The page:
Overview

The pharmacy profession is changing from year to year, evolving to meet today’s growing demand for patient-centered care. At St. Louis College of Pharmacy, your pharmacy education will be changing right along with it.

Your classes and training will reflect the latest professional developments. And for good reason: your pharmacy practice professors are an active part of patient-care teams, helping develop pharmacy’s new role in the national health care system. Our pharmacy practice faculty members interact continually with patients, caregivers, and other health professionals, spending roughly 60 percent of their time at their hospital, clinical, or community pharmacy practice sites. You’ll learn from practicing pharmacists who regularly apply—and adapt—their knowledge and skills to serve patients in real-world situations.

So chances are that your professor’s discussion of drugs suitable for people with diabetes brings a picture of a patient, or perhaps a few patients, to his mind’s eye. And you may well have a pharmacist whom you recognize from the classroom at your side during your advanced practice pharmacy experiences. It makes a difference.Workshop

Our practicing faculty members also make a difference in the profession. By practicing pharmacy at high levels, our faculty members help raise the level of pharmacy practice in the community at large. For example, more than two dozen of our professors have earned board certification as pharmacotherapy specialists, a designation that indicates their strength in direct patient care.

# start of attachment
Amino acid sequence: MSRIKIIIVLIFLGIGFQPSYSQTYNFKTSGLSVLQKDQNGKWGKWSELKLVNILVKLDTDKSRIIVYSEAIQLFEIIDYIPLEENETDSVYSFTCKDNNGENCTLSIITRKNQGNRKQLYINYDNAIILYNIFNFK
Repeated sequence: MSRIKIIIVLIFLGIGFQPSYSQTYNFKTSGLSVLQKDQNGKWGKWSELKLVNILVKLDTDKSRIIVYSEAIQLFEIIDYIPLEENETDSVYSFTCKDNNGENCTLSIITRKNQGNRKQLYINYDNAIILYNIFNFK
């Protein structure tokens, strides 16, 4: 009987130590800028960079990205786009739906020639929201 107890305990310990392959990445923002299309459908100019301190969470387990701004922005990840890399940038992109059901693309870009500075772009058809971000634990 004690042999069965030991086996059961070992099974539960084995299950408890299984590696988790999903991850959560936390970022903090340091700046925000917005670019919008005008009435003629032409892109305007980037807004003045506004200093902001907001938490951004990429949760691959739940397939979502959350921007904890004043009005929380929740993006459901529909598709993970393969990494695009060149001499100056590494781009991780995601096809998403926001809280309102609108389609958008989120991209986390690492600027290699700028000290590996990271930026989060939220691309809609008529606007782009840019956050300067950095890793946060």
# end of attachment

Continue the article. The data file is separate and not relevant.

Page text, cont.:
STLCOP Assistant Professor P. Benjamin Erwin and Associate Professor Alicia Forinash also have been designated board-certified ambulatory care pharmacists, specialists in preventive and chronic care medications. Faculty members who have won national awards for their practice include Associate Professor Brenda Gleason, who completed the American Association of Colleges of Pharmacy (AACP) Academic Leadership Fellows Program for the 2011-2012 academic year and Assistant Professor Clark Kebodeaux, who was named to the inaugural class of the National Association of Chain Drug Stores Foundation’s Faculty Scholars Program.

As meaningful as they are, what matters most to us aren’t the specific awards and recognition our practicing faculty members receive. It’s what those awards signify that counts—which is our commitment to assuming a hands-on leadership role in building our profession’s future.